CCIIO Director Randy Pate to Participate in 2018 NCOIL Spring Meeting Health General Session


For Immediate Release
January 30, 2018
Contact: Paul Penna
(732) 201-4133


Health Insurance Exchanges in the Trump Administration – Are Waivers the Solution?

Manasquan, NJ – Commissioner Tom Considine announced that Randy Pate, Director of the Center for Consumer Information and Insurance Oversight (CCIIO) and Deputy Administrator, Centers for Medicare and Medicaid Services (CMS) will participate in the Health General Session for the 2018 Spring Meeting in Atlanta, GA titled “Health Insurance Exchanges in the Trump Administration – Are Waivers the Solution?”

“We are proud Director Pate will be lending his expertise at the 2018 NCOIL Spring Meeting Health General Session.” said Considine. “NCOIL continues to examine complex state-based challenges to improve insurance public policy. We strive to hear from experts that have attempted, and in some cases, achieved, innovative solutions” Considine concluded.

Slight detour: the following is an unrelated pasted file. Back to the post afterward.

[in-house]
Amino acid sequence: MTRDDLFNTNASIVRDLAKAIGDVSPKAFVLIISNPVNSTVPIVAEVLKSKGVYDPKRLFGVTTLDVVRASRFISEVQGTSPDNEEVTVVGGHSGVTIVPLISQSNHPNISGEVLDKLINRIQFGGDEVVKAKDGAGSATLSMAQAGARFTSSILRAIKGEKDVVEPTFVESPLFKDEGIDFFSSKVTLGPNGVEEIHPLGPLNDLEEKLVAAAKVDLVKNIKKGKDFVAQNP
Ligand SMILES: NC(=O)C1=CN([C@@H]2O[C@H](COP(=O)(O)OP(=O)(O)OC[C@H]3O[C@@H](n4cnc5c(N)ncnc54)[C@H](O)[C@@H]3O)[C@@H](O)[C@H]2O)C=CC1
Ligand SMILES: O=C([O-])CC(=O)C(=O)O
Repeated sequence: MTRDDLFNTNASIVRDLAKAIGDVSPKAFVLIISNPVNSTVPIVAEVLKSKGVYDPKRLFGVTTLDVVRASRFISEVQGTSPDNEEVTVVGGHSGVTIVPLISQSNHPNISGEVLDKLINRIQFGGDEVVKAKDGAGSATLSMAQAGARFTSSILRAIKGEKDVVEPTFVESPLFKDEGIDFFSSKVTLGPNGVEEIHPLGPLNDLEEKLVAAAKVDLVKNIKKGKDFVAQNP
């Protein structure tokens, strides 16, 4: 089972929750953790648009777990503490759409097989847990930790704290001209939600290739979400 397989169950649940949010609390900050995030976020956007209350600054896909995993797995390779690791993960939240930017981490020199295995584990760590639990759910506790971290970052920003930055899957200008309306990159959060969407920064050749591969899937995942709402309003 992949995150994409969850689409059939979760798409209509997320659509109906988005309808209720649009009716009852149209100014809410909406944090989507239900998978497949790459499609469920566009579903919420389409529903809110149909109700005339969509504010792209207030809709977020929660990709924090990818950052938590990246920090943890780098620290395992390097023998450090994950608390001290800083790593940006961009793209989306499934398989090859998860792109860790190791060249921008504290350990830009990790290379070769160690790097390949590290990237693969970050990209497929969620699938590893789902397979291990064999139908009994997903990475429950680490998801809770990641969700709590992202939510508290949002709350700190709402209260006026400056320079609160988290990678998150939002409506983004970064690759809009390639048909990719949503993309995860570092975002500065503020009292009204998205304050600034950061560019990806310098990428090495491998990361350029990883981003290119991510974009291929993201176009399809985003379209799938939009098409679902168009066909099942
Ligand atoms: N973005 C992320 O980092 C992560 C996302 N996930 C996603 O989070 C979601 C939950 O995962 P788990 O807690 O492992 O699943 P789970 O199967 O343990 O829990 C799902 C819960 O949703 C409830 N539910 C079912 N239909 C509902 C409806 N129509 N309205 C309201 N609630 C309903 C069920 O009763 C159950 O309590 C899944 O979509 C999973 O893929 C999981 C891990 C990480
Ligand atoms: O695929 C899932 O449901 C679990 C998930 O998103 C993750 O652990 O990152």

Additional panelists will include Angela Lowther, Executive Director of the Arkansas Health Insurance Marketplace; Cecil Bykerk, Executive Director of the Alaska Comprehensive Health Insurance Association and Iowa Comprehensive Health Association; and Laura Colbert, Executive Director of
Georgians for a Healthy Future.

The General Session is scheduled for Friday, March 2nd from 2:30 p.m. to 4:15 p.m. Registration for the meeting is open and can be located here –


NCOIL is a legislative organization comprised principally of legislators serving on state insurance and financial institutions
committees around the nation. NCOIL writes Model Laws in insurance, works to both preserve the state jurisdiction over
insurance as established by the McCarran-Ferguson Act seventy years ago and to serve as an educational forum for public
policy makers and interested parties. Founded in 1969, NCOIL works to assert the prerogative of legislators in making
state policy when it comes to insurance and educate state legislators on current and perennial insurance issues.